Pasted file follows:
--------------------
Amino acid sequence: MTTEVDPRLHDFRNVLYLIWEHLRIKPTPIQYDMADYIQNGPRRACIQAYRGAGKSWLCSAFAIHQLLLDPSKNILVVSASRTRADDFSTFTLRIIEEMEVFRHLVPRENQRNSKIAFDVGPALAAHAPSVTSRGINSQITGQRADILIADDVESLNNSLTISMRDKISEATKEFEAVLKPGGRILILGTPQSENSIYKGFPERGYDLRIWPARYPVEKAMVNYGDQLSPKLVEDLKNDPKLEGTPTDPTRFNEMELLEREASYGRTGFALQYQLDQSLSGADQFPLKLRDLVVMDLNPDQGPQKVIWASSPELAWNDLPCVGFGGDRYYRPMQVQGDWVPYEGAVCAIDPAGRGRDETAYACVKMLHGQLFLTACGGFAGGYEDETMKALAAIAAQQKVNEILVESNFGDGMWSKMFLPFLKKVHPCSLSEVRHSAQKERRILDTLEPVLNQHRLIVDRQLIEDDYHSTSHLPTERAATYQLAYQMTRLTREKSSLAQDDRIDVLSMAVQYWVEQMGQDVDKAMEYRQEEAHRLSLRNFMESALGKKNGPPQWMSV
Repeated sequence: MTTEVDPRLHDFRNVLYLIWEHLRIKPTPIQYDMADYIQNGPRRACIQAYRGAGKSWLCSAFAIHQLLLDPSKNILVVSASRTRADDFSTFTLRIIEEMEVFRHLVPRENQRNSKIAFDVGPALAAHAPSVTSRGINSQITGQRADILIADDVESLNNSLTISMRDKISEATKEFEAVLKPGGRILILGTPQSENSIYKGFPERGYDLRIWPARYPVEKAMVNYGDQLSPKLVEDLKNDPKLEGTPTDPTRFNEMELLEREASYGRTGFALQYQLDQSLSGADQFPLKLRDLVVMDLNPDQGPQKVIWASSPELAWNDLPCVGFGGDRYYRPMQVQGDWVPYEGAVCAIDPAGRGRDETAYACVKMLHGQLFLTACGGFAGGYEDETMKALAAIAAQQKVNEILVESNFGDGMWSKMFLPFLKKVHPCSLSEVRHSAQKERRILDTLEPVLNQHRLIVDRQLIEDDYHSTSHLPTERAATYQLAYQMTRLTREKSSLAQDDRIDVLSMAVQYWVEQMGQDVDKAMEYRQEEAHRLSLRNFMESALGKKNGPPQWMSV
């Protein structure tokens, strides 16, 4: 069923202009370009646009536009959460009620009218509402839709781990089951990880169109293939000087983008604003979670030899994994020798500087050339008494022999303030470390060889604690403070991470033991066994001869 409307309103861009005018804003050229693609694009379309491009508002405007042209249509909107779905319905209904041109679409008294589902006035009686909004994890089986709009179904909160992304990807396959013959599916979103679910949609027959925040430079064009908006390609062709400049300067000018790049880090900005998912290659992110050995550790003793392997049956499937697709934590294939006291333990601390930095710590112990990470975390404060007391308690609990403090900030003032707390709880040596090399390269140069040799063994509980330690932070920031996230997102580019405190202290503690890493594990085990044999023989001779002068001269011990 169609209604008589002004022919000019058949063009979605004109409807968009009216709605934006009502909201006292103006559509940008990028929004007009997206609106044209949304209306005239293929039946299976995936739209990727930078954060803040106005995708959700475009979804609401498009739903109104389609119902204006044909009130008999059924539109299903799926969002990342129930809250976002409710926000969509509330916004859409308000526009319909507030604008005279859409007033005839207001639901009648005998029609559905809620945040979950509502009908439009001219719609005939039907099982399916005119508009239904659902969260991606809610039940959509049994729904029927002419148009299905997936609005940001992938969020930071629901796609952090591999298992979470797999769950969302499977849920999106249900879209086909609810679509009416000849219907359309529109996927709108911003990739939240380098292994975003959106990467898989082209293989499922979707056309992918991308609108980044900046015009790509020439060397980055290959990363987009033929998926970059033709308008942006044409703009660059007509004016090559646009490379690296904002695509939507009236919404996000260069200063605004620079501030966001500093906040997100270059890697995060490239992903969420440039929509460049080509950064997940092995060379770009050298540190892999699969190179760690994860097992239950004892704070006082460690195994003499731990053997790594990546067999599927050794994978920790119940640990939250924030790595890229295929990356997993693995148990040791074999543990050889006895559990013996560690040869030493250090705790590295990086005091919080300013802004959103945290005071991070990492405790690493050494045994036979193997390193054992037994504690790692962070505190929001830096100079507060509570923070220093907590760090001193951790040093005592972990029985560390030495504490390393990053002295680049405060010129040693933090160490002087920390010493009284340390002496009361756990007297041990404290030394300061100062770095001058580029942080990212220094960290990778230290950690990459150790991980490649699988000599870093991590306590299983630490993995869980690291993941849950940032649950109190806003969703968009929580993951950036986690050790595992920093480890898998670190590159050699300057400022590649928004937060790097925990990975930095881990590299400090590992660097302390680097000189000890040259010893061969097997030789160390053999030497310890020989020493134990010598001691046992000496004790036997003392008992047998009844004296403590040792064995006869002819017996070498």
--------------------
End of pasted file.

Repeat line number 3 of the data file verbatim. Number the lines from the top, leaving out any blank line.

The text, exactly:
């Protein structure tokens, strides 16, 4: 069923202009370009646009536009959460009620009218509402839709781990089951990880169109293939000087983008604003979670030899994994020798500087050339008494022999303030470390060889604690403070991470033991066994001869 409307309103861009005018804003050229693609694009379309491009508002405007042209249509909107779905319905209904041109679409008294589902006035009686909004994890089986709009179904909160992304990807396959013959599916979103679910949609027959925040430079064009908006390609062709400049300067000018790049880090900005998912290659992110050995550790003793392997049956499937697709934590294939006291333990601390930095710590112990990470975390404060007391308690609990403090900030003032707390709880040596090399390269140069040799063994509980330690932070920031996230997102580019405190202290503690890493594990085990044999023989001779002068001269011990 169609209604008589002004022919000019058949063009979605004109409807968009009216709605934006009502909201006292103006559509940008990028929004007009997206609106044209949304209306005239293929039946299976995936739209990727930078954060803040106005995708959700475009979804609401498009739903109104389609119902204006044909009130008999059924539109299903799926969002990342129930809250976002409710926000969509509330916004859409308000526009319909507030604008005279859409007033005839207001639901009648005998029609559905809620945040979950509502009908439009001219719609005939039907099982399916005119508009239904659902969260991606809610039940959509049994729904029927002419148009299905997936609005940001992938969020930071629901796609952090591999298992979470797999769950969302499977849920999106249900879209086909609810679509009416000849219907359309529109996927709108911003990739939240380098292994975003959106990467898989082209293989499922979707056309992918991308609108980044900046015009790509020439060397980055290959990363987009033929998926970059033709308008942006044409703009660059007509004016090559646009490379690296904002695509939507009236919404996000260069200063605004620079501030966001500093906040997100270059890697995060490239992903969420440039929509460049080509950064997940092995060379770009050298540190892999699969190179760690994860097992239950004892704070006082460690195994003499731990053997790594990546067999599927050794994978920790119940640990939250924030790595890229295929990356997993693995148990040791074999543990050889006895559990013996560690040869030493250090705790590295990086005091919080300013802004959103945290005071991070990492405790690493050494045994036979193997390193054992037994504690790692962070505190929001830096100079507060509570923070220093907590760090001193951790040093005592972990029985560390030495504490390393990053002295680049405060010129040693933090160490002087920390010493009284340390002496009361756990007297041990404290030394300061100062770095001058580029942080990212220094960290990778230290950690990459150790991980490649699988000599870093991590306590299983630490993995869980690291993941849950940032649950109190806003969703968009929580993951950036986690050790595992920093480890898998670190590159050699300057400022590649928004937060790097925990990975930095881990590299400090590992660097302390680097000189000890040259010893061969097997030789160390053999030497310890020989020493134990010598001691046992000496004790036997003392008992047998009844004296403590040792064995006869002819017996070498």